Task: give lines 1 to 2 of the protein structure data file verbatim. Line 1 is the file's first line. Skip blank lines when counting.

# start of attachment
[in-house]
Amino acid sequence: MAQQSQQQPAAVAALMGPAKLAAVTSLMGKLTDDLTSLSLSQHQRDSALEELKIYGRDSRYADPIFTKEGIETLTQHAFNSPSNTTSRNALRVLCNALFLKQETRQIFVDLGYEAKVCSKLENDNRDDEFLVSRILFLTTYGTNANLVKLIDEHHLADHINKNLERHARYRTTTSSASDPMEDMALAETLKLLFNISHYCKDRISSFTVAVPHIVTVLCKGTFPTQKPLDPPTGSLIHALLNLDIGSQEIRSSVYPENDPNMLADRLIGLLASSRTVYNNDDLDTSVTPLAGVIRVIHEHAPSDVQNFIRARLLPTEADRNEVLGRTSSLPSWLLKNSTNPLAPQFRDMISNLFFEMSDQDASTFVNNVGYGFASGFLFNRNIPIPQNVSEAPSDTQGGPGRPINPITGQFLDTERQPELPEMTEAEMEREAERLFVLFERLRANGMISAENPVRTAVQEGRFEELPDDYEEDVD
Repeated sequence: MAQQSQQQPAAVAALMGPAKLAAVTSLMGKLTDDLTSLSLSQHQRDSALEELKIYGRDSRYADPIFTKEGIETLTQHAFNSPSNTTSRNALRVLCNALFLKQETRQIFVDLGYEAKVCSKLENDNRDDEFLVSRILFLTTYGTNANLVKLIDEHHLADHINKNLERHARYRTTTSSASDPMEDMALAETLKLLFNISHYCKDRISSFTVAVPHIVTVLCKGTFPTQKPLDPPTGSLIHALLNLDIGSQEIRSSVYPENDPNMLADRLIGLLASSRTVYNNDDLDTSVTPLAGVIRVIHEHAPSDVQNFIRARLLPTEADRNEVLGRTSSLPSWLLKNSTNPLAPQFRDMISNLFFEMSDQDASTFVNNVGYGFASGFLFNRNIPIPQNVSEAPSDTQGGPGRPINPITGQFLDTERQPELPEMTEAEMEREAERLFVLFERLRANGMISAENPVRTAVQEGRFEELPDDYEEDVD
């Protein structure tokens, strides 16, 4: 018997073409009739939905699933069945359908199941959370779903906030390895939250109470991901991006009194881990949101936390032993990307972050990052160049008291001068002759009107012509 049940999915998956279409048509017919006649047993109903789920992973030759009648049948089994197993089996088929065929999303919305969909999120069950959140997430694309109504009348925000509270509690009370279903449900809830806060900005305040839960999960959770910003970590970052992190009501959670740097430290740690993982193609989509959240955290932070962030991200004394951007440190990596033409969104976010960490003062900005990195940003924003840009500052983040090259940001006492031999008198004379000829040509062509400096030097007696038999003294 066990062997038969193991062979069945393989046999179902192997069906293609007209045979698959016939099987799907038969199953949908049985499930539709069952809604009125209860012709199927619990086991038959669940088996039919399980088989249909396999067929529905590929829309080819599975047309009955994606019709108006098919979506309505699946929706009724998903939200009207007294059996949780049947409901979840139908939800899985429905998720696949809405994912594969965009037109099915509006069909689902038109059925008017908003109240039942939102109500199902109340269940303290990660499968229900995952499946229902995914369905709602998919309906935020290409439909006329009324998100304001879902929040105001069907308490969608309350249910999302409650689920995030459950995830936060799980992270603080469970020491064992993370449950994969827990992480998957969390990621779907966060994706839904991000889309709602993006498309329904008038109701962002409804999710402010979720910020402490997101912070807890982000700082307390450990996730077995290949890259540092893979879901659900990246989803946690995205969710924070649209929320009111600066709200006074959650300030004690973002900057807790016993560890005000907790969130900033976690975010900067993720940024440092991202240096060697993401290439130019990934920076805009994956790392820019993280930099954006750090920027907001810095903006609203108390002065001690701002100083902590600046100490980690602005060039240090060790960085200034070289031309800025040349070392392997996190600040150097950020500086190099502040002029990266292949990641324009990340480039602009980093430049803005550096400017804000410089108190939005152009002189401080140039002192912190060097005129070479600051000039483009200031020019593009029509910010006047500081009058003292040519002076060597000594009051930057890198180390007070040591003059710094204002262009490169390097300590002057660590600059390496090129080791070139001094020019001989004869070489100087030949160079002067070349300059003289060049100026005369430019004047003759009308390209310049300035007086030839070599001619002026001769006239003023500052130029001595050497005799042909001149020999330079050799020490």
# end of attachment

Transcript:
[in-house]
Amino acid sequence: MAQQSQQQPAAVAALMGPAKLAAVTSLMGKLTDDLTSLSLSQHQRDSALEELKIYGRDSRYADPIFTKEGIETLTQHAFNSPSNTTSRNALRVLCNALFLKQETRQIFVDLGYEAKVCSKLENDNRDDEFLVSRILFLTTYGTNANLVKLIDEHHLADHINKNLERHARYRTTTSSASDPMEDMALAETLKLLFNISHYCKDRISSFTVAVPHIVTVLCKGTFPTQKPLDPPTGSLIHALLNLDIGSQEIRSSVYPENDPNMLADRLIGLLASSRTVYNNDDLDTSVTPLAGVIRVIHEHAPSDVQNFIRARLLPTEADRNEVLGRTSSLPSWLLKNSTNPLAPQFRDMISNLFFEMSDQDASTFVNNVGYGFASGFLFNRNIPIPQNVSEAPSDTQGGPGRPINPITGQFLDTERQPELPEMTEAEMEREAERLFVLFERLRANGMISAENPVRTAVQEGRFEELPDDYEEDVD